There are two possible ways to confirm the diagnosis of PD.4,5 The first depends on the combination of elevated imidodipeptides in the urine and a low prolidase activity in erythrocytes, leukocytes, or cultured fibroblasts (ranges from none to less than 10% in affected individuals).4,5 The second method is detecting biallelic pathogenic variants of the PEPD gene on chromosome 19.4,5

There is no cure for PD.5,9 Attempted treatments reported in the literature vary, as do their results. Topical proline and glycine ointments, with concentrations ranging from 2.5% to 5%, have been used with differing results.3,4,9 Given the relative lack of adverse reactions to topical treatment compared with other systemic medications, along with the positive results seen in some reports, the authors opted to use an ointment with 5% proline and 5% glycine. In contrast, oral intake of proline does not appear to be beneficial, whereas supplementation with oral manganese and ascorbic acid has inconsistent results.3,9 As for immunosuppressive therapy, data on pulse systemic corticosteroids are limited; topical tacrolimus was successful in one report.3,6 Hyperbaric oxygen also showed potential benefits.6 Another case associated with antiphospholipid syndrome was successfully treated with a combination of aspirin, oral vitamin C, and hydroxychloroquine, supporting a potential role of vasculopathy in the pathogenesis of PD.8 Recently, anticoagulant treatment with enoxaparin yielded promising results, which the authors attributed to the inhibition of prolidase proteolysis by enoxaparin.7


Prolidase deficiency is an autosomal recessive disorder with variable clinical manifestations. Although rare, it is underdiagnosed and seldom considered when addressing the cause of leg ulcerations. In fact, the Quebec Newborn Urine Screening Program estimates an incidence of 1:1,235,000; this statistic stands in stark contrast to the few cases reported.5 Accordingly, these authors hope this case report sheds light on this disease and recommend it be incorporated into the differential diagnoses of chronic leg ulcerations, particularly those starting at a young age.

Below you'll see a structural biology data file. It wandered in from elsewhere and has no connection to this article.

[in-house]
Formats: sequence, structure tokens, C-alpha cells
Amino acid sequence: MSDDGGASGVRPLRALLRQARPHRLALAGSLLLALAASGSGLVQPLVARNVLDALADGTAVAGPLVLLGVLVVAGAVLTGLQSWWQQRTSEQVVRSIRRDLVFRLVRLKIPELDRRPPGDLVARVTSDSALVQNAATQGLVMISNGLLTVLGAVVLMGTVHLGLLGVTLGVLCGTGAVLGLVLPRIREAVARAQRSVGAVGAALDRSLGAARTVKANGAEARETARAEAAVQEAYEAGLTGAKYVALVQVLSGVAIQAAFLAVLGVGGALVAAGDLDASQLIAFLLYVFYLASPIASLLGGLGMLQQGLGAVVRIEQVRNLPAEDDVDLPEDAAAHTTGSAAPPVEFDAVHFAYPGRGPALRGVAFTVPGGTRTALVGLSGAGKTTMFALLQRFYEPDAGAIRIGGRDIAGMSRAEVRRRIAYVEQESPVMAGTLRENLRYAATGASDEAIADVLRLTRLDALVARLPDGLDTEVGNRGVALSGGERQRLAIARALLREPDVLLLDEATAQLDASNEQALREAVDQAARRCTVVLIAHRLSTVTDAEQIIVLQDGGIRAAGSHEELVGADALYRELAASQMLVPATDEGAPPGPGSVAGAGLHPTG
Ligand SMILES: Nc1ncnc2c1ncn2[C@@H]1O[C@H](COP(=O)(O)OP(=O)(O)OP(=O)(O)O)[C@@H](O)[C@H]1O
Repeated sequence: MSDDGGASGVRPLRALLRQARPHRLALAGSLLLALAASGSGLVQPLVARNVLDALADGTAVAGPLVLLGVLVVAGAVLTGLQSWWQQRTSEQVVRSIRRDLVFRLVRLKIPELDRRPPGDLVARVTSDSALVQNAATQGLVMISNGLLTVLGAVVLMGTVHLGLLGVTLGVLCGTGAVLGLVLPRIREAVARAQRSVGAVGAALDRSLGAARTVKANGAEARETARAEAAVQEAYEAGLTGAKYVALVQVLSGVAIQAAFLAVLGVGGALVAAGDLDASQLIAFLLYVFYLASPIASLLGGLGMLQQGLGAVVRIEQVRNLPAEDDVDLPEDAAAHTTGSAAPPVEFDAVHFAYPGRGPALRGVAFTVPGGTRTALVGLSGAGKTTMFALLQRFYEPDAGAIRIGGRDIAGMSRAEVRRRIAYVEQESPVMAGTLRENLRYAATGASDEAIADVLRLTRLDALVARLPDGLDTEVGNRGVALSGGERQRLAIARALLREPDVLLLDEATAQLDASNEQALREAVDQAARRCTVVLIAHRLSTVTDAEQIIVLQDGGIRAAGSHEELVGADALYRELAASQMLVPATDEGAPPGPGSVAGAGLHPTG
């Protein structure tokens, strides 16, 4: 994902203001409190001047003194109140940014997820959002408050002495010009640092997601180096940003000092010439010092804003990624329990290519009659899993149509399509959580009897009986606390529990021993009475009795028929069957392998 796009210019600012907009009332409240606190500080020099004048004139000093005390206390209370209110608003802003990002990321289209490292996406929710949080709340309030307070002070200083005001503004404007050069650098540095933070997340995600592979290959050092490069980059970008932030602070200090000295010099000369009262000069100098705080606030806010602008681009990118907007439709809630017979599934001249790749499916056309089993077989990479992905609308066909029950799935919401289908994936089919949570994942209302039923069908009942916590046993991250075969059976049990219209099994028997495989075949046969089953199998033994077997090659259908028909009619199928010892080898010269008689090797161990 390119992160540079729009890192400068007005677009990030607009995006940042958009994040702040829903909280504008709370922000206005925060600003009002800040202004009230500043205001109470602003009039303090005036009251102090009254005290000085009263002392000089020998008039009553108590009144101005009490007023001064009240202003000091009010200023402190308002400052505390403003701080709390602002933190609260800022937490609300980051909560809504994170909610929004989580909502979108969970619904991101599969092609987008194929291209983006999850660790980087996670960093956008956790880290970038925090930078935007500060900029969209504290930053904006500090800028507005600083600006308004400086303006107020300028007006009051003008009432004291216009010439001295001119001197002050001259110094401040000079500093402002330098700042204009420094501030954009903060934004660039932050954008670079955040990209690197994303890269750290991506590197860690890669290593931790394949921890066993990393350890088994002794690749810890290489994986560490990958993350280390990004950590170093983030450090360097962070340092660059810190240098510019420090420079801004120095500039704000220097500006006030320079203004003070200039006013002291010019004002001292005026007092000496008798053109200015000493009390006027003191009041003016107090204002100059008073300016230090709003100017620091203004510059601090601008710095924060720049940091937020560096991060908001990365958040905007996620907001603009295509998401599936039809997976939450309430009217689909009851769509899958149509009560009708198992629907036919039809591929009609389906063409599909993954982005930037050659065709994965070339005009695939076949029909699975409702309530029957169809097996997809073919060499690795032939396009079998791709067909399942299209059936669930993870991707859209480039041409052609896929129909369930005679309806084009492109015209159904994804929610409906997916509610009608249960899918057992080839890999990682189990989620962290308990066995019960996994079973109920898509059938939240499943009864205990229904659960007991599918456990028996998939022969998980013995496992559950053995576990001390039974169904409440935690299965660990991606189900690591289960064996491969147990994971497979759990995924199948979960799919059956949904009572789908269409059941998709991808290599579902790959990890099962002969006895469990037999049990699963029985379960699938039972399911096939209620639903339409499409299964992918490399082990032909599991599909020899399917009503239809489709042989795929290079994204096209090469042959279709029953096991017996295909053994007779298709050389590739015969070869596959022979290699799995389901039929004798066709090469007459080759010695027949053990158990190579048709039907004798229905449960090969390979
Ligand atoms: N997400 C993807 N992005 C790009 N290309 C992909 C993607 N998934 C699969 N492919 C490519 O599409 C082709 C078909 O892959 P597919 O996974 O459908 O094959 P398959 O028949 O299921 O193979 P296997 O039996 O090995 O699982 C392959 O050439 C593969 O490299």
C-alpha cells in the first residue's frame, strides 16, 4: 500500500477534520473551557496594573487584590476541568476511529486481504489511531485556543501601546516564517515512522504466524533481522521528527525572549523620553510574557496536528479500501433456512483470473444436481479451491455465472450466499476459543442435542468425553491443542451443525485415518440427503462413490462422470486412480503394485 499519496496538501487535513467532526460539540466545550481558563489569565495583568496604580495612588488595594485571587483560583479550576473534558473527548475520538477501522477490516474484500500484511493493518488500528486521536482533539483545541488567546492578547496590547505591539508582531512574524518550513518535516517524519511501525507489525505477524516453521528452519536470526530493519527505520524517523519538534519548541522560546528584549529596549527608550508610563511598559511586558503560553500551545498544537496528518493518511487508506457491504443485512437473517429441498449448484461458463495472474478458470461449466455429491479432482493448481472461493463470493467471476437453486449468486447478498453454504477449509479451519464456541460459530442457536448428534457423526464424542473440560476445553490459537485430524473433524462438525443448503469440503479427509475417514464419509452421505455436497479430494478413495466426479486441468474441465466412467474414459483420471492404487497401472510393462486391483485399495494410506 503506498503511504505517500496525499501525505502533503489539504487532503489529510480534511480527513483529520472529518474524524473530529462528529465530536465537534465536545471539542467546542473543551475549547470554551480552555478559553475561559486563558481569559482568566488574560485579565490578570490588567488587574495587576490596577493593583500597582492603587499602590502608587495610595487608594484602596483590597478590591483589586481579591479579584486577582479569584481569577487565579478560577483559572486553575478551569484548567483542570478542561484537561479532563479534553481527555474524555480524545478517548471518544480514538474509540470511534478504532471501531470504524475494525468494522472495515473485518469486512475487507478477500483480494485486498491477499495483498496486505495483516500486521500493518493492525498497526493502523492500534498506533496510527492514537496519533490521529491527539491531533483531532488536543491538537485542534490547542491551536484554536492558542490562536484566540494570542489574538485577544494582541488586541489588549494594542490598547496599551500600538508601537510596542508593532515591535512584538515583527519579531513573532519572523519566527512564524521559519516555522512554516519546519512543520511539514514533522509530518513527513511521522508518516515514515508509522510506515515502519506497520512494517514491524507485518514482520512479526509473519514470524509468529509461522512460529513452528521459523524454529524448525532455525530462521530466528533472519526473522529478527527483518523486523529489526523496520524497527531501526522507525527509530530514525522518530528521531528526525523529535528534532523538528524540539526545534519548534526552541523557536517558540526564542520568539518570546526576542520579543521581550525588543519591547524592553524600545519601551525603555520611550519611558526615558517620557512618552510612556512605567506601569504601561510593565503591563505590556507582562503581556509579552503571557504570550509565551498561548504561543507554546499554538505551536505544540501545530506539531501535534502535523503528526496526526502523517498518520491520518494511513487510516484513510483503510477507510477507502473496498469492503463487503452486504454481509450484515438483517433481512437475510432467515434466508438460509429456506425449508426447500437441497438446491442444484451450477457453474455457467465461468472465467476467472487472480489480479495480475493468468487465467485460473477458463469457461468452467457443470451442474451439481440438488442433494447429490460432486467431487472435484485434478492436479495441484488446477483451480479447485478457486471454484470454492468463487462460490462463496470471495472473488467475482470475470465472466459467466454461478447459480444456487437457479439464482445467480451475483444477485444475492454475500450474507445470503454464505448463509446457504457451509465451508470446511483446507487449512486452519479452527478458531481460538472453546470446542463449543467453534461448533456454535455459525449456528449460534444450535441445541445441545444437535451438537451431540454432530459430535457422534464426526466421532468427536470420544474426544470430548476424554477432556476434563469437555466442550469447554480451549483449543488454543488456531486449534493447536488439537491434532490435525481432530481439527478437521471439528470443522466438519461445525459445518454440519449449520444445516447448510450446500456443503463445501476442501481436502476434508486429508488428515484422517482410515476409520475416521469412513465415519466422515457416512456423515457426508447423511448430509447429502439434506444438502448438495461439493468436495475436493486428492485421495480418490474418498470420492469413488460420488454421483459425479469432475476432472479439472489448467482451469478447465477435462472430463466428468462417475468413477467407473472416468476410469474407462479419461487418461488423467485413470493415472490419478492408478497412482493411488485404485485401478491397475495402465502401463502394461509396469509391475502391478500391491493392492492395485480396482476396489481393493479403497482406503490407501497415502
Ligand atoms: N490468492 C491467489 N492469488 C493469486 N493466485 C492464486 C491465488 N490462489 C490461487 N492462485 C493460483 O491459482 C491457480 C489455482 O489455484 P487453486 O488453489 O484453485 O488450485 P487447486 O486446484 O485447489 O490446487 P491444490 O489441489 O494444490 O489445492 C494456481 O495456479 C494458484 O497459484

1. Spodenkiewicz M, Spodenkiewicz M, Cleary M, et al. Clinical genetics of prolidase deficiency: an updated review. Biology (Basel) 2020;9:108.
2. Wilk P, Wątor E, Weiss MS. Prolidase—a protein with many faces. Biochimie 2020;S0300-9084(20):30223–6.
3. Adışen E, Erduran FB, Ezgü FS, et al. A rare cause of lower extremity ulcers: prolidase deficiency. Int J Low Extrem Wounds 2016;15:86–91.
4. Koechel A, Fink C, Schäkel K. Prolidase deficiency in two sisters with recurrent ulcerations of the lower extremities. J Dtsch Dermatol Ges 2017;15:1142–3.
5. Ferreira C, Wang H. Prolidase deficiency. GeneReviews 2015. Last accessed August 9, 2021.
6. Good AJ, Nielson CB, Schoch JJ. Topical tacrolimus therapy in the management of lower extremity ulcers due to prolidase deficiency. Pediatr Dermatol 2019;36:926–8.
7. Süßmuth K, Metze D, Muresan AM, et al. Ulceration in prolidase deficiency: successful treatment with anticoagulants. Acta Derm Venereol 2020;100:adv00002.
8. Razmi TM, Jindal AK, Arora K, Joshi V, Suri D, De D. Refractory leg ulcers in prolidase deficiency with antiphospholipid antibody positivity responding to aspirin-hydroxychloroquine-vitamin C combination therapy. Dermatol Ther 2020:e14156.
9. Lsazade A, Elçin G, Doğan S, et al. A rare cause of cutaneous ulceration: prolidase deficiency. Int Wound J 2019;16:1057–8.

collagen; genes; leg; prolidase deficiency; mutation; siblings; ulcers; wound care